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Overview Submitting Reports to the NPDB Reporting Medical Malpractice Payments Reporting Adverse Clinical Privileges Actions Reporting Adverse Professional Society Membership Actions Reporting State Licensure and Certification Actions Reporting Federal Licensure and Certification Actions Reporting Peer Review Organization Negative Actions or Findings Reporting Private Accreditation Organization Negative Actions or Findings Reporting Exclusions from Participation in Federal or State Health Care Programs Reporting Federal or State Health Care-Related Criminal Convictions Reporting Health Care-Related Civil Judgments Reporting Other Adjudicated Actions or Decisions

Q&A: Reporting Clinical Privileges Actions

  1. A hospital filed a report with the NPDB announcing the revocation of a practitioner's clinical privileges. The reporting hospital had established a system of professional review under its bylaws, and it also had an employment termination procedure. In this case, the hospital used the employment termination procedure, not the professional review process. The practitioner's privileges were revoked by the employment termination process, but no action was taken through the professional review process. The practitioner was not given a choice of which process (system of professional review or employment termination procedure) the hospital would use. Should the hospital have filed the report with the NPDB?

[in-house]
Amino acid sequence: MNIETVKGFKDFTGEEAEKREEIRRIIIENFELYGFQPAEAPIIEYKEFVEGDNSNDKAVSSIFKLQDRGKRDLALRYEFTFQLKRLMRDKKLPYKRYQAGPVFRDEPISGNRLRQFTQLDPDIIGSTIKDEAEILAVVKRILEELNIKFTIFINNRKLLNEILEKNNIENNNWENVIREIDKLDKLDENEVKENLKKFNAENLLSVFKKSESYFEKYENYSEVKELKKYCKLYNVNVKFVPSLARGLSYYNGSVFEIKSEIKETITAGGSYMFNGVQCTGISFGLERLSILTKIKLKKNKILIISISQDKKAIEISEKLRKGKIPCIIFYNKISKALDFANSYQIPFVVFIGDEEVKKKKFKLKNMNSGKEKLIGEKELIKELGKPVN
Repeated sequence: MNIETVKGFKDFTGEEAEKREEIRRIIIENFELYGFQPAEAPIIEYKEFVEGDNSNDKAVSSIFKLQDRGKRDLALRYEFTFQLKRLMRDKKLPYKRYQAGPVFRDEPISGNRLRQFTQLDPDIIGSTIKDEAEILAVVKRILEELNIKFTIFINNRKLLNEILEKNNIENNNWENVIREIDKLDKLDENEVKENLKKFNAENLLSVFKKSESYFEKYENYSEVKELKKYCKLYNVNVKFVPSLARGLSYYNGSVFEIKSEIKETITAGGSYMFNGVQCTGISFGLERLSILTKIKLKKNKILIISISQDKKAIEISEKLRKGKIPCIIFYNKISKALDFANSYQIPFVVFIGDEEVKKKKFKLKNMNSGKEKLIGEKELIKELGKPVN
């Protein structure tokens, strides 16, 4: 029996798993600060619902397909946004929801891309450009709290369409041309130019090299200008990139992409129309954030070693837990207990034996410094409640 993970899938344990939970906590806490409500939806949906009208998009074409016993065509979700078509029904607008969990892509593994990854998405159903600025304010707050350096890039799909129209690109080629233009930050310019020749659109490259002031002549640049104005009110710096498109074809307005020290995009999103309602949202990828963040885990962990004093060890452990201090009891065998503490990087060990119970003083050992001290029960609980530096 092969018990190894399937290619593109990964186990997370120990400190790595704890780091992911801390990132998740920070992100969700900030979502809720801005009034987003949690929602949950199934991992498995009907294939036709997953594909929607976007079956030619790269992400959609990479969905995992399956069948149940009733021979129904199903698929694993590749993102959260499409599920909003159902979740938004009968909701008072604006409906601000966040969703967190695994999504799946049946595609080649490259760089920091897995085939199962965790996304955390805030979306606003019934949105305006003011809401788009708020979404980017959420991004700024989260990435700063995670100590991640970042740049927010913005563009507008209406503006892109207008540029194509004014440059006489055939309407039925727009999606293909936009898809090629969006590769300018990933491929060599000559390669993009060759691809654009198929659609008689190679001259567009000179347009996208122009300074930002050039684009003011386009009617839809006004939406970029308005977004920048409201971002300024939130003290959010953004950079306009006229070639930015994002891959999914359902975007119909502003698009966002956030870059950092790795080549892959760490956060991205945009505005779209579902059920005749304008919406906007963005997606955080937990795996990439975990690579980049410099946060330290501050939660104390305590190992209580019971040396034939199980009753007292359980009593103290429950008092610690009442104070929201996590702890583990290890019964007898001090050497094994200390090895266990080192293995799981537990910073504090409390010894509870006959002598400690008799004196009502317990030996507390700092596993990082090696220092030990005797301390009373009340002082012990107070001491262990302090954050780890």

No. The termination was not a result of a professional review action and, therefore, was not reportable. It does not matter that the employment termination, which was a result of the hospital's employment termination process, automatically resulted in the end of the practitioner's clinical privileges. However, if the hospital had performed a professional review of the practitioner's clinical privileges and revoked the practitioner's privileges as a result of the review, the professional review action would have been reportable, even if the action started as an employment termination. In order to be reportable to the NPDB, adverse actions must be the result of professional review. Generally, the reporting entity decides when a professional review has occurred.

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